Fool’s Gold

Representations of the Golden Age in Virgil and Seneca

EVAN ARMACOST (Boston University)

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Zusammenfassung: The theme of the Golden Age in Seneca’s Hercules Furens has been largely overlooked in modern Classical scholarship. This Senecan Golden Age particularly parallels the Golden Age crafted by Virgil, but bears a significant distinction. Whereas the Golden Age in Virgil’s Eclogues, Georgics, and Aeneid is a peaceful era of homeostasis between mankind, nature, and the Divine, Seneca’s Hercules desires a world so preternaturally static as to be devoid of life. This discussion will analyze how Seneca corrupts themes from Virgil’s work and subsequently hypothesize why the Stoic poet has employed such subversive intertextuality.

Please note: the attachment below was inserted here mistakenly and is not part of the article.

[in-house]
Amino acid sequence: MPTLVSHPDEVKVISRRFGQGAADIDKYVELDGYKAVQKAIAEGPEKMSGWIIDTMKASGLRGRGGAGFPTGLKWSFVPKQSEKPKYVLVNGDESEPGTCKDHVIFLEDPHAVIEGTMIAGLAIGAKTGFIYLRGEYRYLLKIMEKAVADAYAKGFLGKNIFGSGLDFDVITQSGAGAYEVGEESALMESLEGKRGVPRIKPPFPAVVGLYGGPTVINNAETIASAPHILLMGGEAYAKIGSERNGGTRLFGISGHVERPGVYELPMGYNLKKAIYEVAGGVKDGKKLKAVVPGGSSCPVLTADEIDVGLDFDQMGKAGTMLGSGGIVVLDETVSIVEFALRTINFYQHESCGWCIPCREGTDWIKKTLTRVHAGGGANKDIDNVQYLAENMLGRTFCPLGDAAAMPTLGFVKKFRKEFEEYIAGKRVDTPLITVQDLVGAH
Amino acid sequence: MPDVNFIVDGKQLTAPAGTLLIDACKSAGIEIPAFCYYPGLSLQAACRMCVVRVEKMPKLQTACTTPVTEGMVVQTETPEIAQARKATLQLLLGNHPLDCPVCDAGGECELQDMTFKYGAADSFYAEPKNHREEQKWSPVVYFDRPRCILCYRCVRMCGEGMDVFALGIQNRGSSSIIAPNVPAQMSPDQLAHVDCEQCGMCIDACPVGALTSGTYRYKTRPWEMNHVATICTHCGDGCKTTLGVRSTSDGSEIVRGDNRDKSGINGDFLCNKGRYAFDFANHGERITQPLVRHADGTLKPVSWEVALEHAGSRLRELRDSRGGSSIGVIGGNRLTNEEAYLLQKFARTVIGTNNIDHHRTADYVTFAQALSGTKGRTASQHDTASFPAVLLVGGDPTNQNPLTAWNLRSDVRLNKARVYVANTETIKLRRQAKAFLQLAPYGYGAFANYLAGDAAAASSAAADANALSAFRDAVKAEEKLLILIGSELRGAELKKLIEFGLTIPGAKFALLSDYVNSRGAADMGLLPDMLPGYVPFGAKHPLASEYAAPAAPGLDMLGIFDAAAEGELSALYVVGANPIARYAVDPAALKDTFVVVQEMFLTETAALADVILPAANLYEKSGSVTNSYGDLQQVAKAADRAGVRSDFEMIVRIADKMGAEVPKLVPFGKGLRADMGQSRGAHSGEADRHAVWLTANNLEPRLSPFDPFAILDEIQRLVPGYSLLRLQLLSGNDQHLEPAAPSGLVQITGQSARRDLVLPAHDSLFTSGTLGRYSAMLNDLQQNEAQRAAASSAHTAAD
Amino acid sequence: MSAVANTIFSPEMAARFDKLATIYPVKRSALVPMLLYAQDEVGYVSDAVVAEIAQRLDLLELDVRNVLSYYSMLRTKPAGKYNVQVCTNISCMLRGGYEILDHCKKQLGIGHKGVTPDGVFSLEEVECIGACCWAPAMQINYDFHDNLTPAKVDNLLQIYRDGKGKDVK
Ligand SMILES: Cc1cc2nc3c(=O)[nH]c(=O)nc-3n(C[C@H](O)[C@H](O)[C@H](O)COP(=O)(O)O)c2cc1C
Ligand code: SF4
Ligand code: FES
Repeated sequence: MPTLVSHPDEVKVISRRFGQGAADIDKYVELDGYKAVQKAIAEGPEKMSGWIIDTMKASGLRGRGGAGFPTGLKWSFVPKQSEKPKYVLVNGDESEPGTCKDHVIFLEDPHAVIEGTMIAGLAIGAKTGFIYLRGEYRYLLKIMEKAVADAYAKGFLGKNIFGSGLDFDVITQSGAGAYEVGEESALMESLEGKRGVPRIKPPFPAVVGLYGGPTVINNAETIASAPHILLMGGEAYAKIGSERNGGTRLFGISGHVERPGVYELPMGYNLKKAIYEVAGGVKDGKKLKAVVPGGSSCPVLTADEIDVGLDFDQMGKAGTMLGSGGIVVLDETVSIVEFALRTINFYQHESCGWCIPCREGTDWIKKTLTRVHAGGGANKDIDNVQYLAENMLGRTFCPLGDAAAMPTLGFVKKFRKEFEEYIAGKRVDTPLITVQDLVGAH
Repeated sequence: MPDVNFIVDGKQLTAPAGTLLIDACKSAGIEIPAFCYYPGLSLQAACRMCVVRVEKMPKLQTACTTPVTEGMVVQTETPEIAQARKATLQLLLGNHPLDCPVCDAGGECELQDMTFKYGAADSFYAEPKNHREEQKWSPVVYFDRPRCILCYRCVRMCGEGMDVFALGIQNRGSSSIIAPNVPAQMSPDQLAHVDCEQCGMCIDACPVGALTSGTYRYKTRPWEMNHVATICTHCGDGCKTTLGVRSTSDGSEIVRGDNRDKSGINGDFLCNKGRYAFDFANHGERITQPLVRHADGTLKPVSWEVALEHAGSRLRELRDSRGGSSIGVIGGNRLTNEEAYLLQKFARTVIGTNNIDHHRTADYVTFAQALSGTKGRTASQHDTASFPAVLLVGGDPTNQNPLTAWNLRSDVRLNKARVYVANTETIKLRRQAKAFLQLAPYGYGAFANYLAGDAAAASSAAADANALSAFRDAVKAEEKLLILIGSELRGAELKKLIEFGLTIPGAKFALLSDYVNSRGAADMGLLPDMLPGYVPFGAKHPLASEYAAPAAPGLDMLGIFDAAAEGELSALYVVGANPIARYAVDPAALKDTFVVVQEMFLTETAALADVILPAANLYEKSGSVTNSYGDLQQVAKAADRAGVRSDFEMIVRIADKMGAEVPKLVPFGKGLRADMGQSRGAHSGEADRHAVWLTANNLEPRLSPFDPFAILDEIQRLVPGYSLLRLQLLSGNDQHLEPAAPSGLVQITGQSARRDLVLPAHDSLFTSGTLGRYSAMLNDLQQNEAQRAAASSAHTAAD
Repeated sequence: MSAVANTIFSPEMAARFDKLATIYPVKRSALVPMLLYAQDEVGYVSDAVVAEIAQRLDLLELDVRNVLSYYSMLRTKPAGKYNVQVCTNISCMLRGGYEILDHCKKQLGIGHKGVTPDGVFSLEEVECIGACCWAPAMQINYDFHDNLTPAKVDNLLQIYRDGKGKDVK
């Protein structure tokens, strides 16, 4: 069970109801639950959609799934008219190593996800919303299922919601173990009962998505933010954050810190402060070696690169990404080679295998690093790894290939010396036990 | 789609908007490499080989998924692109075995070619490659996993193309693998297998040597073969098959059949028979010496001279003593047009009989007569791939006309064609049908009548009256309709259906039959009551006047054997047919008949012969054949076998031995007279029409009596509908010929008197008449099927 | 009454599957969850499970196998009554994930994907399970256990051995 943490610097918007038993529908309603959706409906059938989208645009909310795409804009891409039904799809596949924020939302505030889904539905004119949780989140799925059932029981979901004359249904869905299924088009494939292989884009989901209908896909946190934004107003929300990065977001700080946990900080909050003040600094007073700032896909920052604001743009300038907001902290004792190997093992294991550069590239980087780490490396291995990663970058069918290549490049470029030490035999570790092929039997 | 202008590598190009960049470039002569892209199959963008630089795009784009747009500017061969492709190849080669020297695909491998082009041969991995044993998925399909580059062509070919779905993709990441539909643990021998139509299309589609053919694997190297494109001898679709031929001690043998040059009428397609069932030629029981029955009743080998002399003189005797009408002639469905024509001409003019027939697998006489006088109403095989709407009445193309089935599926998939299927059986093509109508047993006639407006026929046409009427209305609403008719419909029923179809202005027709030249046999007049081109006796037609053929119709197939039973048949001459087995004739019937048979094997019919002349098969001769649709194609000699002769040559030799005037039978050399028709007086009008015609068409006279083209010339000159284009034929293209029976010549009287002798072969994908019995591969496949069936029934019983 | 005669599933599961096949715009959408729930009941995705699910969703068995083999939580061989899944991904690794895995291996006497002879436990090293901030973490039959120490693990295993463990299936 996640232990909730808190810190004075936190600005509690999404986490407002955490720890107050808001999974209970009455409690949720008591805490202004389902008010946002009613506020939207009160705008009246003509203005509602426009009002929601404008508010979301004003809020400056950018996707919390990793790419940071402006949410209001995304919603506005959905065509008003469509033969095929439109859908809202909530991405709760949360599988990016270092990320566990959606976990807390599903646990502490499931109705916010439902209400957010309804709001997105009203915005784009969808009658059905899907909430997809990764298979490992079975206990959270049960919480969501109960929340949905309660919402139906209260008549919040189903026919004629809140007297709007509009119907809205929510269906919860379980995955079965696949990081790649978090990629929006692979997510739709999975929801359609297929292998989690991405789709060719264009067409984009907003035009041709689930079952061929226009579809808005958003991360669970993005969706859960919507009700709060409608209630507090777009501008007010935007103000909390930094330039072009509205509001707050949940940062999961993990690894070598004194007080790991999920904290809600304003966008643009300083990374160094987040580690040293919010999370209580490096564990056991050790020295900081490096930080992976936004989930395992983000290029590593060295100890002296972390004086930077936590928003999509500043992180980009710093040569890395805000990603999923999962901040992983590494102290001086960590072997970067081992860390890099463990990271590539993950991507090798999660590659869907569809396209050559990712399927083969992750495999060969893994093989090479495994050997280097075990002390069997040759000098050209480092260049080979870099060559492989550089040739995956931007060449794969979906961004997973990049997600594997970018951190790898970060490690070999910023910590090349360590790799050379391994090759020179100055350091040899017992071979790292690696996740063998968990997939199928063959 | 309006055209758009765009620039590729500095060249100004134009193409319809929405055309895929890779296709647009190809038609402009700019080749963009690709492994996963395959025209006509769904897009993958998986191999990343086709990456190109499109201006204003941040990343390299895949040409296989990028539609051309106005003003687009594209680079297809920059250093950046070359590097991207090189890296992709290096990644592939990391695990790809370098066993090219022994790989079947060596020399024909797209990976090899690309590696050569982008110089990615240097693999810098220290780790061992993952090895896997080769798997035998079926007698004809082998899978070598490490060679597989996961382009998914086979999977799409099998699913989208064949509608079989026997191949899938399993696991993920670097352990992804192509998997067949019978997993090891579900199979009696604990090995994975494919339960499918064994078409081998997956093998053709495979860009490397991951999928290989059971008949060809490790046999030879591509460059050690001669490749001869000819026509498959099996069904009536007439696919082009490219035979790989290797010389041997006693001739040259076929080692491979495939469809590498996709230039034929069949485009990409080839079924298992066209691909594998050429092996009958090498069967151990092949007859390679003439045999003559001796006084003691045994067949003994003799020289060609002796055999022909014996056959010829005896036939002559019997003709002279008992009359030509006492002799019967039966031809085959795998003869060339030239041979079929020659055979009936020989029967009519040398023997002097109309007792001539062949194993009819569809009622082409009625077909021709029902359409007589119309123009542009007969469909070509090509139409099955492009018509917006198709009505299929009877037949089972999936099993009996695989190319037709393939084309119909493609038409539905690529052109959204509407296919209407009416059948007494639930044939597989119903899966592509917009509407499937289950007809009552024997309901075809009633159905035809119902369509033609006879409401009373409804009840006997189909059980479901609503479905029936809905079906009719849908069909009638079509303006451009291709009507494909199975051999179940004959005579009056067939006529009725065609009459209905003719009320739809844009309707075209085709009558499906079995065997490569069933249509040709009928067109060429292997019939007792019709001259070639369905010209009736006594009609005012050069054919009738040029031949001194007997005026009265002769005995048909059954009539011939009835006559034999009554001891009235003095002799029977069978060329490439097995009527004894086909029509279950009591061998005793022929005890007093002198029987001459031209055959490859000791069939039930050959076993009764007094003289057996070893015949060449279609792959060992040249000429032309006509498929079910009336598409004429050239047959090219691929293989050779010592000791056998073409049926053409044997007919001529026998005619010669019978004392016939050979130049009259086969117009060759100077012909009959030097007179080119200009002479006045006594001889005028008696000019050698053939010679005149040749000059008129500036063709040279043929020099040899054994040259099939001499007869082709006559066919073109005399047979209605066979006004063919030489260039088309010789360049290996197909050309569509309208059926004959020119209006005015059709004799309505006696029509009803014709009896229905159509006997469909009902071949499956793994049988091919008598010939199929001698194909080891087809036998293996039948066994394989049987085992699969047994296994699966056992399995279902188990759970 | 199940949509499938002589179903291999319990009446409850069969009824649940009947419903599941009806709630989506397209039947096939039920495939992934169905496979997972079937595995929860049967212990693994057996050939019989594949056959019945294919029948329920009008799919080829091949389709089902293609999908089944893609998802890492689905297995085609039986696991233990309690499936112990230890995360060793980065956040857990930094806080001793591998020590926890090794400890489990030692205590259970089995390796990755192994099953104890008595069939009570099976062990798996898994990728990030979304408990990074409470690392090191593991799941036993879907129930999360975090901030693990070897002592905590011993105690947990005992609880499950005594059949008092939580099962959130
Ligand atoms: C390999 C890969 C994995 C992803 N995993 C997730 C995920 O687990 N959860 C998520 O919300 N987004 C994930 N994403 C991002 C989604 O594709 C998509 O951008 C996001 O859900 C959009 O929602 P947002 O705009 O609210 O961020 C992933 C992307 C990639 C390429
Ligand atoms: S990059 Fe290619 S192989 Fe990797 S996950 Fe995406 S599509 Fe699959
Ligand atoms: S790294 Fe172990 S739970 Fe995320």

Anna Motto and John Clark (1981) argue convincingly that Seneca’s Hercules is a brash overreacher whose arrogance and rage ultimately destroy him. My unique contribution will examine how Hercules as an overreacher is intent on turning the conventional Golden Age on its head to create an eerie, dead quiet. He does not wish to save the world, but to remake it in his own twisted image of peace. There is a reason that Hercules is beset by madness immediately after he makes this black proclamation. By confirming Juno’s worst fears about his violent hubris, he triggers her almighty judgment and must suffer the consequences.

 

ABOUT THE AUTHOR: Evan Armacost is a junior pursuing a Bachelor of Arts and a Master of Arts in Classical Studies at Boston University. After graduation in May 2018, he is planning on pursuing doctoral studies in Classics. Evan has presented papers at conferences held by the Undergraduate History Association at Boston University and the Eta Sigma Phi chapter at the University of North Carolina.\:This October, he will be presenting his work on Seneca and Virgil at the CAMWS-SS 96th Anniversary Meeting.